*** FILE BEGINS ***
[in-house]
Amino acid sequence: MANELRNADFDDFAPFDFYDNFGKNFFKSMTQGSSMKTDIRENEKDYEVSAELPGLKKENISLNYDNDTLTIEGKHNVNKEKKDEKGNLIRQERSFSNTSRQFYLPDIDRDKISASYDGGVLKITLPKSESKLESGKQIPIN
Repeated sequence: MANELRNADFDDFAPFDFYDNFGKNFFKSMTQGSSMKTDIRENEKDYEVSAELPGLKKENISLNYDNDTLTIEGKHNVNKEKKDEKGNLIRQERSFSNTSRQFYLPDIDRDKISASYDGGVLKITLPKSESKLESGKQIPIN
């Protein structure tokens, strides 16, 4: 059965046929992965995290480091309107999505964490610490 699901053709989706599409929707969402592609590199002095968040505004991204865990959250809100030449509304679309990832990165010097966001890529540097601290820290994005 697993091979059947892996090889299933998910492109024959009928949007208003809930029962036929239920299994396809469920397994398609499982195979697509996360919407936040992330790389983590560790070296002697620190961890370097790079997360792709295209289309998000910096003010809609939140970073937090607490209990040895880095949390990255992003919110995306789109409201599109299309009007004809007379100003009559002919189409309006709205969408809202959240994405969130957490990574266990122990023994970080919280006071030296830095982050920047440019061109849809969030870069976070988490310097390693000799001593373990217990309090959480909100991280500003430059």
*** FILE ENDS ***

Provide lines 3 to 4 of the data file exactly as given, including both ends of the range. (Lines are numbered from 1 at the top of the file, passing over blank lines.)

Repeated sequence: MANELRNADFDDFAPFDFYDNFGKNFFKSMTQGSSMKTDIRENEKDYEVSAELPGLKKENISLNYDNDTLTIEGKHNVNKEKKDEKGNLIRQERSFSNTSRQFYLPDIDRDKISASYDGGVLKITLPKSESKLESGKQIPIN
């Protein structure tokens, strides 16, 4: 059965046929992965995290480091309107999505964490610490 699901053709989706599409929707969402592609590199002095968040505004991204865990959250809100030449509304679309990832990165010097966001890529540097601290820290994005 697993091979059947892996090889299933998910492109024959009928949007208003809930029962036929239920299994396809469920397994398609499982195979697509996360919407936040992330790389983590560790070296002697620190961890370097790079997360792709295209289309998000910096003010809609939140970073937090607490209990040895880095949390990255992003919110995306789109409201599109299309009007004809007379100003009559002919189409309006709205969408809202959240994405969130957490990574266990122990023994970080919280006071030296830095982050920047440019061109849809969030870069976070988490310097390693000799001593373990217990309090959480909100991280500003430059």